in 1985 "For Sale" signs went up around the island and a
city realtor was listing it--"$150,000, would
subdivide." Over the following winter a second plaque
disappeared from the monument.
Subsequent publicity about the island resulted in the
voluntary relinquishing of the "souvenir" at a downstate
home, and it is now in the custody of the Clinton County
the spring of 1986 people, including the writer, met and formed an
Ad Hoc Committee for a Public Crab Island.
Dr. James Dawson, then president of C. C. H. A., and the
writer were co-chairmen. Members
represented such groups as American Legion, V. F. W., Champlain
Islands Trust, C. C. H. A., and Lake Champlain Committee, as well
as area municipal officials and other concerned citizens.
committee discussed court action against G. S. A. to void the 1967
sale, but decided it would be more expedient to persuade New York
State to purchase at the asking price.
The office of Parks, Recreation, and Historical
Preservation was the most appropriate state agency because of its
charter to procure and protect historic sites.
Initially, 0. P. R. H. P. declined involvement.
The Ad Hoc Committee made contact with governments and
organizations throughout the Champlain Valley, asking them to
adopt resolutions urging state purchase.
Under this kind of pressure, 0. P. R. H. P. began to react
Lehman, who came up to Clinton County in June formally to open
Point Au Roche State Park, was given a boat ride around Crab
Island by committee members.
By midsummer, state appraisals had been made and money set
aside, from the 1972 Environmental Bond Act, for the purchase.
in late summer, Walter ("Roger") Jakubowski of Ventnor,
N. J. entered the picture. Jakubowski, who had made his fortune on
the Alantic City boardwalks, was remembered as the purchaser of
the former Post estate, Topridge, near Paul Smiths.
He raised the offering price beyond what the appraisals
would, by law, allow the state to pay.
Mr. Troise, despite his 1975 vows that the historic aspects
would be properly recognized, turned down the 0. P. R. H. P.
offer--reputedly well above the asking price--in favor of Mr.
Jakubowski's $190,000 bid.
News of "the second Battle of Plattsburgh
Bay" had been spreading around the state and
Articles appeared in the New
York Times and in Boston papers.
Historians across the state wrote 0. P. R. H. P. and the
governor. N. B. C.
considered sending a television crew to Plattsburgh, such was the
media appeal of this story. So,
the state entered negotiations with Jakubowski for its purchase.
At about the time of the September 1986 sale by Troise,
the town of Plattsburgh took a crucial step.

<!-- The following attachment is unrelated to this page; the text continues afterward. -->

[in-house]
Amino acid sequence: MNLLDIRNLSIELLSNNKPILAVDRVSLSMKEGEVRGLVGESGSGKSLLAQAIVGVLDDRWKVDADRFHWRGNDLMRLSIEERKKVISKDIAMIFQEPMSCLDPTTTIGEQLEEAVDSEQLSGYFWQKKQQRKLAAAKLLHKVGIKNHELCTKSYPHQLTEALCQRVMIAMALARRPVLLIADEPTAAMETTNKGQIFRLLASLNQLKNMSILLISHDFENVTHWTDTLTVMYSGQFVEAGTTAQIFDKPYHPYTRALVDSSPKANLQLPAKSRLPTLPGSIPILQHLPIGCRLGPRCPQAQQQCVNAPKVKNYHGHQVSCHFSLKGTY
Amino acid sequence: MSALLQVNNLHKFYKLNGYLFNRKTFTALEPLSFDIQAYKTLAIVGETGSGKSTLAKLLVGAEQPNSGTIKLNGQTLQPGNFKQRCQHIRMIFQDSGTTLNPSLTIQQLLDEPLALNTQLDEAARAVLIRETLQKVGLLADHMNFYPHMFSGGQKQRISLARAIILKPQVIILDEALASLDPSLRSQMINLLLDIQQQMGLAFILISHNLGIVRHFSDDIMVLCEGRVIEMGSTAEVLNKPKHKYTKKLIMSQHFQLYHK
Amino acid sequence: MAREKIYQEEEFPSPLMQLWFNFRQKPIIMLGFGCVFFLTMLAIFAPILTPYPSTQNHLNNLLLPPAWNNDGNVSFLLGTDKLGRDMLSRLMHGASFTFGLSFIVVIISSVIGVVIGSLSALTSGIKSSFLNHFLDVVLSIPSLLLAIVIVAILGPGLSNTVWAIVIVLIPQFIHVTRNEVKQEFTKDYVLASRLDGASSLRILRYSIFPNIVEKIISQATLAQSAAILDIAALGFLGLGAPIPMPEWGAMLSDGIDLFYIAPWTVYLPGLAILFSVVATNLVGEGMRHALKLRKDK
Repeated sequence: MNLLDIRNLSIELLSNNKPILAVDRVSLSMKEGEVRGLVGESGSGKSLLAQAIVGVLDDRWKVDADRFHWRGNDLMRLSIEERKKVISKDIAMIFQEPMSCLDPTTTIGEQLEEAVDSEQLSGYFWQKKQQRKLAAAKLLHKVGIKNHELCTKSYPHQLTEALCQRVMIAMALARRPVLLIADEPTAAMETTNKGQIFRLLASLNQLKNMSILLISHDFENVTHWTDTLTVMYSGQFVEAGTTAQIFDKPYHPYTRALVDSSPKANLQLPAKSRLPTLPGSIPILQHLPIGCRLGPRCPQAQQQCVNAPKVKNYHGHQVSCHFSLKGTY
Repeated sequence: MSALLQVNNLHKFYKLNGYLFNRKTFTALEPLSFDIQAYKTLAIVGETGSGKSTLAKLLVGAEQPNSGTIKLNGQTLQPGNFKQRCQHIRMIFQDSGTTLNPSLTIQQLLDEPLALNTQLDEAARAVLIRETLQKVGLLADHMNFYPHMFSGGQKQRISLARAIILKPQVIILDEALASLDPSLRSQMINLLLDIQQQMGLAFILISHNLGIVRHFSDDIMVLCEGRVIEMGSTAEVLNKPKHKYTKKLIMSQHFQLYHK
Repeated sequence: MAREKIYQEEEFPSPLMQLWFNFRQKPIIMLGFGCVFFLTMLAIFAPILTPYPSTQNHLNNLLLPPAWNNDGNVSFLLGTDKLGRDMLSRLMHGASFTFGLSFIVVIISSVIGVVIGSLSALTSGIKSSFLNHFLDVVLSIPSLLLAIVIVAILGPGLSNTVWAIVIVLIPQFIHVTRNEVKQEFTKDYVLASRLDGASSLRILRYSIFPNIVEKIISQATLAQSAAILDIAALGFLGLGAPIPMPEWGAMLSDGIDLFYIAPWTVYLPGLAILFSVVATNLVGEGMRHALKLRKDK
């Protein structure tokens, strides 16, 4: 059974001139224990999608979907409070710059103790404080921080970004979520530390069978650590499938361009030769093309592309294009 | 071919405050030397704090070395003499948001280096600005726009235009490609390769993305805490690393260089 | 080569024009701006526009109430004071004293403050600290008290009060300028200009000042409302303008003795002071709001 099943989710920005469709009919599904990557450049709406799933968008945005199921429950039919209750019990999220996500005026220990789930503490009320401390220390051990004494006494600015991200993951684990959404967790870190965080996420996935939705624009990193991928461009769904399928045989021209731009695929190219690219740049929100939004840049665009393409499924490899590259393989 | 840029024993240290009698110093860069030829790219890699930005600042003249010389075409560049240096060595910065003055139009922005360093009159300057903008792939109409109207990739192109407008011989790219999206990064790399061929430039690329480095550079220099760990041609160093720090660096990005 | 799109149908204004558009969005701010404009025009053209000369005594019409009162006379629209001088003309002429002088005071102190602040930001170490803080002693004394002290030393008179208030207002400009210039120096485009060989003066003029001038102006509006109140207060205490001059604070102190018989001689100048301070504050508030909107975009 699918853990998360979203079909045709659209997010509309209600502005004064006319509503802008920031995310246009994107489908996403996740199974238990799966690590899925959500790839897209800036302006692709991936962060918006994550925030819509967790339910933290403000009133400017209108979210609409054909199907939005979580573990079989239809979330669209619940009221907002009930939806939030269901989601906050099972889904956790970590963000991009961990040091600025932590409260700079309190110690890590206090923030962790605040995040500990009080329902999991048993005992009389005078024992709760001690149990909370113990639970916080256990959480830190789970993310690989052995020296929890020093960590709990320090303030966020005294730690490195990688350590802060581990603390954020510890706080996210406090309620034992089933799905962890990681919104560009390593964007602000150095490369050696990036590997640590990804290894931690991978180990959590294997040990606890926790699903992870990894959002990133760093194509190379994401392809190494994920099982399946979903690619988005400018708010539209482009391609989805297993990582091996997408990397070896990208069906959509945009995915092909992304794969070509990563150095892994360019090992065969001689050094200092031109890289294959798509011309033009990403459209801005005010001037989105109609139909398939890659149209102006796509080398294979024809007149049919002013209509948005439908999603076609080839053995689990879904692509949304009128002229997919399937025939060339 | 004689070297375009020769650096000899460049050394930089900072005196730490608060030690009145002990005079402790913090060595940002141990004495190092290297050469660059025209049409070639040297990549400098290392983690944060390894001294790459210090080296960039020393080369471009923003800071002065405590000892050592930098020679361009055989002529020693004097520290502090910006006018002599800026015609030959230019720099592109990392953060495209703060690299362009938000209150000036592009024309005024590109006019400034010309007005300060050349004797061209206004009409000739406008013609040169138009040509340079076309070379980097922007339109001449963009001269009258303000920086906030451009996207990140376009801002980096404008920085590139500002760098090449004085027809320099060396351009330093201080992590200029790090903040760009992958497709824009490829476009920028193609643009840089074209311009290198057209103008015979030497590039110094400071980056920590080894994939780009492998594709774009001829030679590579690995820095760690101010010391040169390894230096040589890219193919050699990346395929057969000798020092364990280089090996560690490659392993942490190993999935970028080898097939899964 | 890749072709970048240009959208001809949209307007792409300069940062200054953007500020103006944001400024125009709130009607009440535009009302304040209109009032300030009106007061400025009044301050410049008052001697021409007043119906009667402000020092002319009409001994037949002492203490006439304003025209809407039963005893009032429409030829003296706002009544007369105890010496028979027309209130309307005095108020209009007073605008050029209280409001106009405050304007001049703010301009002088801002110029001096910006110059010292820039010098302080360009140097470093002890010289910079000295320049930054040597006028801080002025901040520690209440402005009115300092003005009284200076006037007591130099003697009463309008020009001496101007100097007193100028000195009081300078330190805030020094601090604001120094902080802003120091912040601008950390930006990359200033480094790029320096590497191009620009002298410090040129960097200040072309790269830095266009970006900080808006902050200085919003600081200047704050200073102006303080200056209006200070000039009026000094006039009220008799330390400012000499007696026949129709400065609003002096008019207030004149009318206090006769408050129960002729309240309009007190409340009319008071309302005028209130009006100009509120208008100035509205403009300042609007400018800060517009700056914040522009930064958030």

To close a loophole in its master plan-when adopted in the
early 1960s the plan excluded all federal lands--the town board
voted protective zoning regulations for Crab Island commensurate
with its historic significance.
Essentially, this ruled out extensive subdivision, the most
and state negotiators were unable to discover from Mr. Jakubowski
exactly what his plans were for the historic site, although many
rumors abounded. More
petitions for state acquisition were collected at Veterans' Day that
November. 0. P. R. H. P. continued negotiations off and on through
fall and winter 1986-87, rumored to include discussion of exchange
of state land near Camp Topridge.
But no agreement could be reached.
the call for public stewardship of the sailors' graves remaining
strong, the state began to mention the use of eminent domain, a
forced sale at fair market price.
A public hearing was scheduled for July 29, 1987 in
Plattsburgh to allow comment on the issue. The turnout was large and overwhelmingly in favor of state
ownership. It was not
unanimous: Mr. Jakubowski was one of the speakers.
is a reluctance of governments to invoke eminent domain, which
explains the year-long hiatus after Troise's sale.
The issue swinging public opinion in this case was the
feeling that the federal government had bungled badly in allowing
the veterans' graveyard to be classed as unwanted, surplus property.
public opinion on record, the state moved to acquire by eminent
domain. Once again, private appraisers were called in to suggest the
fair market value. At
11 a.m. on Jan. 11, 1988--174
to the hour from Macdonough's victory--papers for state ownership of
Crab Island were filed in the County Clerk's office.
The court-set price was $210,000, which afforded Mr.
Jakubowski a $20,000 profit.